Eze . "With their weapons of war." "The custom, regarded as significant by the prophet, prevailed among them, to bury their fallen warriors with their death-weapons, in which they have their misdeeds with them, so that guilt and punishment are united in the grave."—Hengstenberg. "But their iniquities shall be upon their bones." "Their iniquities shall come upon their very bones."—Geikie. Their swords buried with them bear witness of their violence, and of the retributive cause of their own humiliation.

Eze . "Edom and all her princes." Edom was not only governed by kings, but by subordinate princes or dukes (Gen 37:36). This people had shown a malicious joy in the downfall of Judah. "They shall lie with the uncircumcised." Though Edom was circumcised, being descended from Isaac, he shall lie with the uncircumcised.

Eze . "There be the princes of the north." "Syria, which is still called by the Arabs the north; or the Tyrians, north of Palestine, conquered by Nebuchadnezzar (chaps. 26-28)"—Grotius. "And all the Zidonians"—who shared the fate of Tyre (chap Eze 28:21).

Eze . "Pharaoh shall be comforted." "He sighs, is troubled. Others explain, He comforts himself. But Pharaoh could so much the less derive comfort from the view of the others, as they had been not his foes but his confederates on earth, and their defeat was at the same time his own."—Hengstenberg. Pharaoh's comfort was but a sigh.

Eze . "I have caused my terrors." Pharaoh was a long time terrible, not by his own power, but by the operation of God, who made use of him as His instrument. The terror he had been to others shall be experienced by himself and his people. "He shall be laid in the midst of the uncircumcised." "Used up, Pharaoh is now destroyed by the same power which employed him before for its own ends. He has in the time of the power vouchsafed to him proved himself unclean and uncircumcised, and hence must share the fate of the uncircumcised."—Hengstenberg.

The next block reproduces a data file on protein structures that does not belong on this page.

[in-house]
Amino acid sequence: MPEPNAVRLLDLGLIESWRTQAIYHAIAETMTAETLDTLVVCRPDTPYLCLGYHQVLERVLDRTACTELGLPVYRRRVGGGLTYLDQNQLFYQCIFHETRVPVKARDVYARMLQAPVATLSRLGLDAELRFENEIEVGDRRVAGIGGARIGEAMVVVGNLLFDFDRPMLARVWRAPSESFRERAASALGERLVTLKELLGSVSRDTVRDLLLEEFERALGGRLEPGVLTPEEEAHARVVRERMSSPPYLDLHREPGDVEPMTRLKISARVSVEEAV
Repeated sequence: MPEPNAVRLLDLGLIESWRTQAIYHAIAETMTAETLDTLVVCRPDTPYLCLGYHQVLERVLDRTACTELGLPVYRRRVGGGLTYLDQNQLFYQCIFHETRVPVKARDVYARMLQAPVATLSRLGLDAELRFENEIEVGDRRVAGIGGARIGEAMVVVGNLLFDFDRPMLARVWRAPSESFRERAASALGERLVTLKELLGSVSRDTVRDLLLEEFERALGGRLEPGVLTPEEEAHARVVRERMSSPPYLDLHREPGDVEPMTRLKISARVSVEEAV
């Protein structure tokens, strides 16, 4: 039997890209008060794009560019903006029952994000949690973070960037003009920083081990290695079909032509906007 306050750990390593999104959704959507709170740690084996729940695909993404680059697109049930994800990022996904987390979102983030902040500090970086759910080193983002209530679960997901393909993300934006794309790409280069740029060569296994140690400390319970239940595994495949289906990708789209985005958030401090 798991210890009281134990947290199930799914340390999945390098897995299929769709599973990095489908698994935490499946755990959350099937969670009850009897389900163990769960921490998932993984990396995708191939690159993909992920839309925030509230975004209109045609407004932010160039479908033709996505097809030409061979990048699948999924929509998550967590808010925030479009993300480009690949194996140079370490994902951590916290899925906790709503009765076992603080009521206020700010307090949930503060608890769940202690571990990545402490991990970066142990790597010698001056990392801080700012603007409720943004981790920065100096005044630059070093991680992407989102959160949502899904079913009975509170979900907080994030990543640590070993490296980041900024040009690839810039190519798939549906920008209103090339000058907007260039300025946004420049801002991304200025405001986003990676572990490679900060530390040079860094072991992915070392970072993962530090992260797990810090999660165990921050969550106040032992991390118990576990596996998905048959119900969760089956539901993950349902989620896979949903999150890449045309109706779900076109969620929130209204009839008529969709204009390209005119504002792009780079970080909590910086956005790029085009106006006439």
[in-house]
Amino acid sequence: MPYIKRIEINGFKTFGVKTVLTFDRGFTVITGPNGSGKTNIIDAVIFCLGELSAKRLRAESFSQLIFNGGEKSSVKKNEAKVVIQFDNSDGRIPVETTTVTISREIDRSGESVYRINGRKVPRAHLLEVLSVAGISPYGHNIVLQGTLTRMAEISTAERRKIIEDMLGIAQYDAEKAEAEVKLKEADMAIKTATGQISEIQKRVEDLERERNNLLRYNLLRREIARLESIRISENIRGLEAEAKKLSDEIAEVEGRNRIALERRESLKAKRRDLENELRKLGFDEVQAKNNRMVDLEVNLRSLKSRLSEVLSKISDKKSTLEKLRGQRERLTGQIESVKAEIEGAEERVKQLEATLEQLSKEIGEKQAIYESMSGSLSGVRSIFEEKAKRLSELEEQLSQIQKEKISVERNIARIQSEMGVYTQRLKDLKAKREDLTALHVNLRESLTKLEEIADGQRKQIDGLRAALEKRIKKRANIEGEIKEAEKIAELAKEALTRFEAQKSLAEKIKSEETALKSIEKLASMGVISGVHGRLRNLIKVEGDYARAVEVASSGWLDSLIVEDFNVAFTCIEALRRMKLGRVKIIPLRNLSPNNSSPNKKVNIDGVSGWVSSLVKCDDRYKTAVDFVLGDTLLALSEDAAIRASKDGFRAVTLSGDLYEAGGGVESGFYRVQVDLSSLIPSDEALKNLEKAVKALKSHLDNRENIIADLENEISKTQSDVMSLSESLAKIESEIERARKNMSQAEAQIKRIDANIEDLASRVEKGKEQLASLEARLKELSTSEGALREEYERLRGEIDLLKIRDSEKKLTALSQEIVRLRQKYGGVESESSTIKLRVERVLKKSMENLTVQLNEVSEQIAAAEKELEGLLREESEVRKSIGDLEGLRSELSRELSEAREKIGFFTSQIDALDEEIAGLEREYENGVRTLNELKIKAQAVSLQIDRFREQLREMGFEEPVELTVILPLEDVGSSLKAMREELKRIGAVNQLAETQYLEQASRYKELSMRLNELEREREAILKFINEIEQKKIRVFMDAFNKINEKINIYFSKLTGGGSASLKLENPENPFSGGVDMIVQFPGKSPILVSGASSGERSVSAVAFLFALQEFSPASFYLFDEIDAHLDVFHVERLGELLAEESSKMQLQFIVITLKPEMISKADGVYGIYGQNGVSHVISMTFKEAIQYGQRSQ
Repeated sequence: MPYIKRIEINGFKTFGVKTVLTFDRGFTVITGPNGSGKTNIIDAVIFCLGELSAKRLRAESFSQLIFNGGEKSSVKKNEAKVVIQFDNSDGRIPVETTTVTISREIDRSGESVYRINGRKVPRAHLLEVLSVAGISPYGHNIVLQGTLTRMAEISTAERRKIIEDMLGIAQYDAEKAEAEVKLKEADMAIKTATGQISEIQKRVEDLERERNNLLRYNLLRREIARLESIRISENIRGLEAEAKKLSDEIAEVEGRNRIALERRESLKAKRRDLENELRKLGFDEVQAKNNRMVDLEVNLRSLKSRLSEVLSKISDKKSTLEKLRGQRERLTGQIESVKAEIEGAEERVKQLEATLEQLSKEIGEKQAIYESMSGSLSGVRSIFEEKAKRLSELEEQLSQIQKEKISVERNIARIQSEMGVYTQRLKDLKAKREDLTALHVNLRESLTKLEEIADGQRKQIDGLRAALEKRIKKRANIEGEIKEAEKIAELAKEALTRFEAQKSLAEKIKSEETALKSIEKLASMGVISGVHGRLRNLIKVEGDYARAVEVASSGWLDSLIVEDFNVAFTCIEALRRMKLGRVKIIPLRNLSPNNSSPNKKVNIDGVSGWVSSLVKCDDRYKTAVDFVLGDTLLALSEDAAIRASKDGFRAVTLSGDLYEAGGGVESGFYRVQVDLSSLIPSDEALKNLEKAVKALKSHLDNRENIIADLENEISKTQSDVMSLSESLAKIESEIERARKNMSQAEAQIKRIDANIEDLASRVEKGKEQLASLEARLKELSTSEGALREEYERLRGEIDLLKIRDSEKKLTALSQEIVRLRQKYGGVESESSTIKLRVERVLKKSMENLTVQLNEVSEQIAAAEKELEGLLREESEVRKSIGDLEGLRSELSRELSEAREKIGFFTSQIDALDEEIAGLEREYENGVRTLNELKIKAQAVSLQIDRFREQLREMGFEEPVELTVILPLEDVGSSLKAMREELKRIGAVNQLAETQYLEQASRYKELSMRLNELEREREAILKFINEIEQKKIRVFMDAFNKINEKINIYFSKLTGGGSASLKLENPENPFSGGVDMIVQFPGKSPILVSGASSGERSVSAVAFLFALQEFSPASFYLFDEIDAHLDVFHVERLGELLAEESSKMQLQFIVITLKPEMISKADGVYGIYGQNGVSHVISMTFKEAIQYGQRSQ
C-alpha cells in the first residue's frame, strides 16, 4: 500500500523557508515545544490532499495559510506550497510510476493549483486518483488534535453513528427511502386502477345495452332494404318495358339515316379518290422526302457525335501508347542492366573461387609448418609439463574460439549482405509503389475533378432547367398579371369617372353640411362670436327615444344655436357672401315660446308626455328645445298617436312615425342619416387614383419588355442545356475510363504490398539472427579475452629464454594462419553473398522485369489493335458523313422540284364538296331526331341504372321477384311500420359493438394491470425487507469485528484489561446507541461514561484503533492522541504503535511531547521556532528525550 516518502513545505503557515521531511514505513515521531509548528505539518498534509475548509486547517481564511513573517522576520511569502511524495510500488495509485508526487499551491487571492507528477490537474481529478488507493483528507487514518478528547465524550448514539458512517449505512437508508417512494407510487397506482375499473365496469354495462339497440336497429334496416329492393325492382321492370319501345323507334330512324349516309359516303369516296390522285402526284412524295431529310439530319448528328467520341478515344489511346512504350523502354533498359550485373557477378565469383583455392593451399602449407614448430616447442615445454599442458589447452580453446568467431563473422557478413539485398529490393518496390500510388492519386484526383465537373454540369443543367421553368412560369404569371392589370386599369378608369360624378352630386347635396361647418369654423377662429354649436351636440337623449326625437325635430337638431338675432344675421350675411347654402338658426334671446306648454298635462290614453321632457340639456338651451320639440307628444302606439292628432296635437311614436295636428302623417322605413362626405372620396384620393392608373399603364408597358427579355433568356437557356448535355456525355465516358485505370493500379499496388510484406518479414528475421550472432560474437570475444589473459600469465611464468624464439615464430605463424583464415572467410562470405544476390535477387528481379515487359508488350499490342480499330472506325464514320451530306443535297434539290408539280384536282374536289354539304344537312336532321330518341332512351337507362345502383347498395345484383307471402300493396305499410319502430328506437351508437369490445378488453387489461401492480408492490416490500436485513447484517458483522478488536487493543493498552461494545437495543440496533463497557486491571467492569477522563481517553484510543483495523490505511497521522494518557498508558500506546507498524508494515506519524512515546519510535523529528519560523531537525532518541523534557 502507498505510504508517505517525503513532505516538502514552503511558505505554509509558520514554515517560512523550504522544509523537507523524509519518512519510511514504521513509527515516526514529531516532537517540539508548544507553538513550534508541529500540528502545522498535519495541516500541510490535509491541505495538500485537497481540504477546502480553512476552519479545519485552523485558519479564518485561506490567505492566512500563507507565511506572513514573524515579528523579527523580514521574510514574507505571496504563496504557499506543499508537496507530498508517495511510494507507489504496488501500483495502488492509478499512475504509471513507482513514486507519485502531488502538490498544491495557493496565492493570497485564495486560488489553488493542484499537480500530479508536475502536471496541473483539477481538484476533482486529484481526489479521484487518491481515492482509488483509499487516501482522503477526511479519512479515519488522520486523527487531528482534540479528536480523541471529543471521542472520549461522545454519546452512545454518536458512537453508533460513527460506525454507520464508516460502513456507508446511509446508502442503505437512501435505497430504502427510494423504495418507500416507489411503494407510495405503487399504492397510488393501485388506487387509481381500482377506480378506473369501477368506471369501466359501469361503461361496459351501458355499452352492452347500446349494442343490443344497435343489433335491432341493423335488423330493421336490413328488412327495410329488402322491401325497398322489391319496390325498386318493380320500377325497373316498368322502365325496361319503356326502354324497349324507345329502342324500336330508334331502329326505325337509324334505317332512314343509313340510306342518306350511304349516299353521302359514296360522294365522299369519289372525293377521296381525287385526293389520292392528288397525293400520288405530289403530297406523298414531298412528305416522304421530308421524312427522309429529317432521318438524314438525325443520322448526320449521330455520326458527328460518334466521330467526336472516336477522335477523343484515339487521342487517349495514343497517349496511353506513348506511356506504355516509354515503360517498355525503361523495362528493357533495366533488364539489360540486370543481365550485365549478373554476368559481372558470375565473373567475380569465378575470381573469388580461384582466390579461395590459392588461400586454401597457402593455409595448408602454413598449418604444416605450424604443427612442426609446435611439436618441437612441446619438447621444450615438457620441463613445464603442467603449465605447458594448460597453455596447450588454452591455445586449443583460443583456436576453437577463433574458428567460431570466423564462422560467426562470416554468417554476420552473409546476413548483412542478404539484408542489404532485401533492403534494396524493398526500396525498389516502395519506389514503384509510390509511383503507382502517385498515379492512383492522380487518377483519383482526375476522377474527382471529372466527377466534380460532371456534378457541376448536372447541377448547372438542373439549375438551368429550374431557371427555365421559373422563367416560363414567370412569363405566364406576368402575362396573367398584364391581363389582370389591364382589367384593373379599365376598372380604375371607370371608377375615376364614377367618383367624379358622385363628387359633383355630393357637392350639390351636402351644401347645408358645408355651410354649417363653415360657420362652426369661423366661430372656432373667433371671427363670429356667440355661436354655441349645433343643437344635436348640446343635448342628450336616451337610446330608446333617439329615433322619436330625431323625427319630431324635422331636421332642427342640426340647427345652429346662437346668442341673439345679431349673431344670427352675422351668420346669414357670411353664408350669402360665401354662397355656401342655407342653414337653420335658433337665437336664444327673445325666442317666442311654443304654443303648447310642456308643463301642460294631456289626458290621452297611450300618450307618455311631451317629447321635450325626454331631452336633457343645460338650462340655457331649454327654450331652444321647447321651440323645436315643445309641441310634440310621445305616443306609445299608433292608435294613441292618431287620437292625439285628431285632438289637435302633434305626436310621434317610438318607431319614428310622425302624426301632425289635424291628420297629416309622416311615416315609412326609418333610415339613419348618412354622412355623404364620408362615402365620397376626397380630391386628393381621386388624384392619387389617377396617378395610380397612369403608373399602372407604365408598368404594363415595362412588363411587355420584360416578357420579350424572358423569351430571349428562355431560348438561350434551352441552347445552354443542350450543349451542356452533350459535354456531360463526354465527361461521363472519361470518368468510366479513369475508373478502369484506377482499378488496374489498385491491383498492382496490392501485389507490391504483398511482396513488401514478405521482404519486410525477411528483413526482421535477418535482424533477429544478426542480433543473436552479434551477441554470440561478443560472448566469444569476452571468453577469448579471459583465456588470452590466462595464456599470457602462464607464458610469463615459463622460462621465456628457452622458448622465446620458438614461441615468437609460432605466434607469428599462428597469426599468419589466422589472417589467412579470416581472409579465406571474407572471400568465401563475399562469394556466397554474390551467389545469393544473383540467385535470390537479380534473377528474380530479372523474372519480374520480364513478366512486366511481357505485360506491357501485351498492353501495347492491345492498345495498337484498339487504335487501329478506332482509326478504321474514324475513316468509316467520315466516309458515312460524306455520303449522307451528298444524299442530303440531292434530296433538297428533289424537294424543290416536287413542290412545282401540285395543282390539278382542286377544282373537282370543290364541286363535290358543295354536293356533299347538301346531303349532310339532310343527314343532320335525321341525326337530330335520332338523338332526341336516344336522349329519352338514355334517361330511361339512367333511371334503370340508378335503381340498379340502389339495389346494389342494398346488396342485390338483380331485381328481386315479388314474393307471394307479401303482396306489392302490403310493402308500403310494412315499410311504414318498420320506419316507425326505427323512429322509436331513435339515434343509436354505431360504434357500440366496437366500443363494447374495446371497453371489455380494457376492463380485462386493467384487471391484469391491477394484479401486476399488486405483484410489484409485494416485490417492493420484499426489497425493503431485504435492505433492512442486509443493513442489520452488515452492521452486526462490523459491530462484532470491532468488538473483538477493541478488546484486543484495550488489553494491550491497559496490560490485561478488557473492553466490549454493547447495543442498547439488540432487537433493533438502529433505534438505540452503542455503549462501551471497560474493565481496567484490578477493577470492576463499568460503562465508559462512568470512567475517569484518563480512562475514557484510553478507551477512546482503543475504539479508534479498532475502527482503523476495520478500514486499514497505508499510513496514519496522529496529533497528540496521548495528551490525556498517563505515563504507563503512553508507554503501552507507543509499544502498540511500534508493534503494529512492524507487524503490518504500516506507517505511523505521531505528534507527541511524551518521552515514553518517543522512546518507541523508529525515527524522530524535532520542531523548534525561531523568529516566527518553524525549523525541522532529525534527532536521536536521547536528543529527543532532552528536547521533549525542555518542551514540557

HOMILETICS

THE TERRIBLENESS OF THE DIVINE VENGEANCE

(Eze .)

I. Provoked by the reckless abuse of power (Eze ). Egypt is here represented as a young lion, or enraged crocodile working havoc by land and sea in sheer wantonness and prodigality of strength. The needs and enjoyments, the rights and privileges, of others are utterly disregarded in the reckless and excessive exercise of absolute power. Egypt had oppressed the people of God, and this was not forgotten. It had already measured its strength against the Asiatic forces, and had been checked in its ambitious projects. Its defeat abroad tended to intensify its tyranny at home, until its oppression and viciousness became unbearable. The day of retribution was at hand. It had roused the righteous anger of Heaven, and the fiat had gone forth—"Shall I not visit for these things? saith the Lord; shall not My soul be avenged on such a nation as this?" (Jer 5:9).

II. Seen in the utter ruin of a mighty nation.

1. Its power to harm others shall be crippled (Eze .) In the graphic style of Ezekiel, Egypt is represented as a huge crocodile caught in a net, dragged from the waters, slung out upon the open field, and left stranded in the valley, its vast bulk spreading on the mountain-sides, the land soaked and the torrent-beds filled with the gushing-out of its blood, the birds and beasts of prey gorging themselves on its distended carcass. The great tyrant is now powerless to oppress, and is in the death-grip of the avenger.

2. Its glory is quenched (Eze ). The sun is veiled with clouds and the moon gives no light, the stars and all the shining lights of heaven become black, and darkness is poured over the land. The plague of darkness in a former age (Exo 10:21-23), filling the people with awe while it lasted, was temporary; but the dense gloom that now settled upon the nation meant the permanent extinction of its brilliant career.